The cultural status of tattooing has steadily evolved from that of an anti-social activity in the 1940s to that of a trendy fashion statement in the year 200s. First adopted and flaunted by influential rock stars like the Rolling Stones in the early 1970s, tattooing had, by the late 1980s, become accepted by mainstream society. Today, tattoos are routinely seen on rock stars, professional sports figures, ice skating champions, fashion models, movie stars and other public figures who play a significant role in setting the pace of contemporary culture.

During the last fifteen years, two distinct classes of tattoo business have emerged. The first is the “tattoo parlor” that glories in a sense of urban outlaw culture, advertises itself with garish exterior signage and offers less than sanitary surroundings. The second is the “tattoo art studio” that most frequently features custom and fine art designs, all of the features of a high end beauty and “by-appointment” services only. Today’s fine art tattoo studio draws the same kind of clients as a jewelry store, fashion boutique, or highend antique shop.

Tattooing today is the sixth-fastest-growing retail business in the United States. The single fastest growing demographic group seeking tattoo services is middle-class suburban women.

Tattooing is recognized by government agencies as both an art form and a profession. As tattoo-related artwork is considered to be fine art, tattoo designs are the subject of museum and gallery art shows across the United States, Canada and Europe. Nowadays everything from Andy Warhol portraits to Teletubbies to instant messenger smiley face icons just about any image is fair game for a tattoo. Your choice of a tattoo design is only as limited as the reaches of your imagination!

Introduction of Polynesian Tattoo History

As this study is all about Polynesian Tattoo History, we’ll introduce as precisely as we can. So where to begin? Before leading you into the detailed explanation of Polynesian Tattoo History, let us give you a glance of Polynesian culture first.

The Origins of Polynesian Culture and its Geographical Covered Area
There’re still debates about the origins of Polynesian culture (debate details can be found by searching “Polynesian Culture” in wikipedia), but one thing we can ensure is that Polynesia is not a single tribe but a complex one. Polynesians which includes Marquesans, Samoans, Niueans, Tongans, Cook Islanders, Hawaiians, Tahitians, and Māori, are genetically linked to indigenous peoples of parts of Southeast Asia. It’s a sub-region of Oceania, comprising of a large grouping of over 1 ,000 islands scattered over the central and southern Pacific Ocean, within a triangle that has New Zealand, Hawaii and Easter Island as its corners. The two pictures below clearly show this triangle:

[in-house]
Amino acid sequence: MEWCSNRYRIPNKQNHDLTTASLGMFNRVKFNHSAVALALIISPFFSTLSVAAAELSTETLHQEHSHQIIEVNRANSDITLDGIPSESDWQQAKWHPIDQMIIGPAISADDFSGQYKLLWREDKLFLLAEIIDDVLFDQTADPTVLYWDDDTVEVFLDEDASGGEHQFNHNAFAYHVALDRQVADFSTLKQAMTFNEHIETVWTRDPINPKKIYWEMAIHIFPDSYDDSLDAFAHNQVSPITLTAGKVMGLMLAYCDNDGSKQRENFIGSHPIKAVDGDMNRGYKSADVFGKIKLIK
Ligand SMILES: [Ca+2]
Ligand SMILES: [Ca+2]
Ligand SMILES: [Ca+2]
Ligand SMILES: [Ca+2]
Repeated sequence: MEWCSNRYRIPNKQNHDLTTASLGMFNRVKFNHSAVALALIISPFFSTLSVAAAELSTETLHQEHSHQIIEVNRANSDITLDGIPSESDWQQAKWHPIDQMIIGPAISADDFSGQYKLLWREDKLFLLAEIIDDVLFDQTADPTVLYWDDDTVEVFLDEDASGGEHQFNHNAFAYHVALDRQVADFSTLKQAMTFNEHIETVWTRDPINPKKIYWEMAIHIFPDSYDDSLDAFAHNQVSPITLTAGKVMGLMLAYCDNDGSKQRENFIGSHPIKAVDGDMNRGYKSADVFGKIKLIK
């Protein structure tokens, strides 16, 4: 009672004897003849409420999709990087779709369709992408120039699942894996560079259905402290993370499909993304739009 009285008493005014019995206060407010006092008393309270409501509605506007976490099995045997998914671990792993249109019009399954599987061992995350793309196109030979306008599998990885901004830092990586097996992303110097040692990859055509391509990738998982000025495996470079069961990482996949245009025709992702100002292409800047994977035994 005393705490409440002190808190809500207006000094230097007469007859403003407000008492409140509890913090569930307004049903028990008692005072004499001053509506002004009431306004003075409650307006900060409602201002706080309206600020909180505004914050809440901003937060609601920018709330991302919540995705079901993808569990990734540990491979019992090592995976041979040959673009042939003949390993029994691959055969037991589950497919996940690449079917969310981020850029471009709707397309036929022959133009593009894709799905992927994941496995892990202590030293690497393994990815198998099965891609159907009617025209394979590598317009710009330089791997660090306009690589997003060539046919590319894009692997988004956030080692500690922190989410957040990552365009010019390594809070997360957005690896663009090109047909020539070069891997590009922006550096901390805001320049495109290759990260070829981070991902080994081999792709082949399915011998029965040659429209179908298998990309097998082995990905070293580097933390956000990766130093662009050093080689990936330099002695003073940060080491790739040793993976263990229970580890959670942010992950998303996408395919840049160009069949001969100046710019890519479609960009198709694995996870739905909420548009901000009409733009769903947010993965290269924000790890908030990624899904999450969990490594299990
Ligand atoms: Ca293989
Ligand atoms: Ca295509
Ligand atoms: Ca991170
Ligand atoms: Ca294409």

Earth view of Polynesia triangle map
The Map View of Polynesia Triangle
People who live in these islands are regarded as Polynesians for their similar traits in language, customs, society and culture. Some people’s question about the differences between Polynesian and Samoan, Marquesans, Tongans or Tahitian tattoos (e.g.) can be answered here: They are just a branch of Polynesian Tattoos and each branch has its own subtle features. However few people know or realize the differences among them today.

The Origins of the Word “Tattoo”
The Spanish navigator, Álvaro de Mendaña de Neira
The first visited Polynesian islands were the Marquesas Islands, which is found by European explorers, the Spanish navigator, Álvaro de Mendaña de Neira, in 1595. But the European navigators showed little interest due to the lack of valuable resources.
Captain James Cook was the first navigator trying to explore the whole Polynesia Triangle. The naturalist aboard “the HMS Endeavour” (Captain Cook’s ship), Joseph Banks, first mentioned the word “tattoo” (Also called “Tatau” by Samoan and “Tatu” by Tahitian) in his journal: “I shall now mention the way they mark themselves indelibly, each of them is so marked by their humor or disposition”.
Captain James CookIn 1771, when James Cook first returned to Tahiti and New Zealand from his first Voyage, the word “tattoo” appeared in Europe. He narrated a behavior of Polynesian in his voyage, which is called “tattaw”. He also brought a Tahitian named Ma’i to Europe and since then tattoo started to become rapidly famous because of the tattoos of Ma’i. Another saying is that the Polynesian tattoos were fond of by European sailors and spread extremely fast in Europe because they were with the tattoos emblazoned on their bodies when back home after voyages.

The Development and Inheritance of Polynesian Tattoos
Traditional Polynesian Tattooing ToolsThe tradition of Polynesian tattooing existed from 2000 years ago. In 18th century this operation was strictly banned by the Old Testament. In early 1980’s, tattooing started to get a renaissance. Since then many lost arts were retrieved by Polynesians. But due to the difficulty in sterilizing the traditional tools, the Ministry of Health banned tattooing in French Polynesia in 1986.
Although many years passed, tools and techniques of Polynesian tattooing have changed little. For a strictly traditional design, the skill gets handed from father to son, or master to disciple. Each tattoo artist, or tufuga, learned the craft over many years of serving as his master’s apprentice. They vertically passed their knowledge and rarely spread it widely because of its sacred nature.

Tattoo’s role in Polynesian Culture